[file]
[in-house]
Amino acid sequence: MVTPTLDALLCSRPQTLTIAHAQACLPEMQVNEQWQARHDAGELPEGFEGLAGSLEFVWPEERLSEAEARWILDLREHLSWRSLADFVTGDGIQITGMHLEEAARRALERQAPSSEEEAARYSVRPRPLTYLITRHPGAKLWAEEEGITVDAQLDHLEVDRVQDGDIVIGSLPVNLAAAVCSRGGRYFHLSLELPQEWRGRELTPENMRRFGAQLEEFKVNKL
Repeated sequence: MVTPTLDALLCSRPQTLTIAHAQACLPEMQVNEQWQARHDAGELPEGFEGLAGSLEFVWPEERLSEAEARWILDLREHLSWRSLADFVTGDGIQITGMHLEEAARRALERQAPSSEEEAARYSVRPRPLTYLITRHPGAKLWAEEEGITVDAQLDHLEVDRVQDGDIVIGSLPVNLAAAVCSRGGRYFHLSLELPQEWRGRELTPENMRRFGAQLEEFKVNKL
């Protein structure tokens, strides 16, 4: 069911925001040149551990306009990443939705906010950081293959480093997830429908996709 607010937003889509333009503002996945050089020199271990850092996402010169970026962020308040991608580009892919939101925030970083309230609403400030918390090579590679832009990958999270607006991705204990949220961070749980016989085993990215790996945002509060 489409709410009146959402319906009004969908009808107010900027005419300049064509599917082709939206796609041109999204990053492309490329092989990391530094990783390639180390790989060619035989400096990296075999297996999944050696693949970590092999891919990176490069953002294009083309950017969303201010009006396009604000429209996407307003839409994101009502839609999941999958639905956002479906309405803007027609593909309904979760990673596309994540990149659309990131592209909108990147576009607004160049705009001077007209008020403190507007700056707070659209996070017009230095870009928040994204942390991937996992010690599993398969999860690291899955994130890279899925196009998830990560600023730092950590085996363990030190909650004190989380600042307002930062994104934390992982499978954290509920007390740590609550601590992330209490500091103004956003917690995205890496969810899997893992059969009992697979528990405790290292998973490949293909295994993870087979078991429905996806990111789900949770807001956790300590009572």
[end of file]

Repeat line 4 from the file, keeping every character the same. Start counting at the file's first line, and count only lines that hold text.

């Protein structure tokens, strides 16, 4: 069911925001040149551990306009990443939705906010950081293959480093997830429908996709 607010937003889509333009503002996945050089020199271990850092996402010169970026962020308040991608580009892919939101925030970083309230609403400030918390090579590679832009990958999270607006991705204990949220961070749980016989085993990215790996945002509060 489409709410009146959402319906009004969908009808107010900027005419300049064509599917082709939206796609041109999204990053492309490329092989990391530094990783390639180390790989060619035989400096990296075999297996999944050696693949970590092999891919990176490069953002294009083309950017969303201010009006396009604000429209996407307003839409994101009502839609999941999958639905956002479906309405803007027609593909309904979760990673596309994540990149659309990131592209909108990147576009607004160049705009001077007209008020403190507007700056707070659209996070017009230095870009928040994204942390991937996992010690599993398969999860690291899955994130890279899925196009998830990560600023730092950590085996363990030190909650004190989380600042307002930062994104934390992982499978954290509920007390740590609550601590992330209490500091103004956003917690995205890496969810899997893992059969009992697979528990405790290292998973490949293909295994993870087979078991429905996806990111789900949770807001956790300590009572």